I am 53 years of age and up until 2002 mainly worked in the building industry or other manual labour jobs. I have always had back pain on and off throughout this time in 1996 i was stabbed in the lower back, not too deeply and then in 2002 i had a very bad car accident which i was lucky to survive. I have no long standing disability after the car accident except for back pain, This has worsened to chronic back pain, on a normal day it feels as though i have a weight permanently attached to my spine, on bad days the pain is so severe that i cannot do much at all.
In 2004 after trying to work on and off for 2 years and spending more time on the sick rather than in work my GP signed me off completely and since 2004 i have been reliant on incapacity benefit and a small amount of income support.
My current medication is:
co dydramol: 500mg one or two 4x daily as and when required
tramadol: one or two 4x daily as and when required
Diclofenac: 75mg one twice daily
I have been for a scan and the consultant suggested cortisone injections, i had 10 down my spine. These had no effect whatsoever and after seeing the consultant to inform him of this i was told that there is no more that they can do and that i will have to take pain killers for the foreseeable future. They also say that i have extreme wear and tear of the spine.
I suppose i am asking is this my lot now or is there more i can ask for, right now i am feeling so depressed
First of all, I want to let you know that you are not alone.
Secondly, it sounds like your back has taken quite a beating over the years.
*(Keep in mind I am a youngin  so things I say might not be perfectly right)*
However, is the Tramadol you are taking working for your pain at all?
I have 2 herniated discs in my back and I was prescribed tramadol and it did NOTHING at all for my pain. I was switched to Vicodin, and that did nothing either besides make me a little bit happy.
ANYWAY: My reccomendation, if your pain meds are not working, is to contact your doctor and tell him they are not working. If there is nothing they can do for your pain, the least they can do is mask it. Keep in mind there are serious side effects from certain narcotic pain medications.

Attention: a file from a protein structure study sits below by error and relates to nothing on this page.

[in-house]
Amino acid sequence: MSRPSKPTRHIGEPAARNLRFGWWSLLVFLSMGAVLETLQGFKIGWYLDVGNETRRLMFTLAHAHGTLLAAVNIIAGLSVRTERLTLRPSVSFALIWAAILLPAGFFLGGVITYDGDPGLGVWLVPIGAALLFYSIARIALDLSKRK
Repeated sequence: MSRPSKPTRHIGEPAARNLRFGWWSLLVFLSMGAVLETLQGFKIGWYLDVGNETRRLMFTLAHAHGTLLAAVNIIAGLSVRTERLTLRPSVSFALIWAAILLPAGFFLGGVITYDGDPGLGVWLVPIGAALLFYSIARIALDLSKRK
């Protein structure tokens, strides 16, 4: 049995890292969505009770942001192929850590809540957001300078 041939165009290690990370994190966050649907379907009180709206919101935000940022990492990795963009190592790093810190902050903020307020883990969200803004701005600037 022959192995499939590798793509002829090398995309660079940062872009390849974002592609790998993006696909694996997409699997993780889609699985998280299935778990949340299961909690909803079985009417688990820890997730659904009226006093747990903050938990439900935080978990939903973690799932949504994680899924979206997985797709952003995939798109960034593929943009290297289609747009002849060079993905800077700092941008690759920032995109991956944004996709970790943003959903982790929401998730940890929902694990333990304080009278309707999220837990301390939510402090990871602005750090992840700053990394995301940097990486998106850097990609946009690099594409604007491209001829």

You may find relief from Vicodin, seeing as how it is an opiate pain reliever, and Tramadol is not.
I can understand your depression because I feel the same. Im sure you feel helpless and the pain is probably unbareable as is mine, but my advice would be to tell your doctor and if he does nothing about it. Try seeing a specialist such as a neurologist, or a sports medicine doctor as was suggested to me. Even a pain specialist would be good. Just let him know that nothing is working out, and you are in need for relief.
I hope I helped some.
I have a SCS and it has been a life saver. I have utilized the support website that ANS (St. Jude Medical) has been so wonderful in providing as a resource for my initial interest in SCS. ANS seems to truly care for their patients and have a whole lot of resources available in aiding in the neurostimulator process. I was able to connect with full time volunteers that have a neurostimulator and they were able to provide me with support and first hand experience with their device.
Spinal cord stimulators ie SCS is always considered to be a last resort treatment for chronic pain and many, many people are not considered for an SCS as it will not help them with their pain.
There are also many potential side affects, adverse affects and restrictions with using an SCS that must be considered with each individual patient.
Before even the slightest thought of having a trial and or permanent SCS surgically implanted, a wise patient would consider any and all other options first.
As I posted before, the OP needs another opinion by a good qualified spinal surgeon to determine what the spinal problem is. It does not appear, from what the OP posted that the OP has been getting good care and properly diagnosed.
Please see the link for side affects, adverse affects and limitations in having an SCS implanted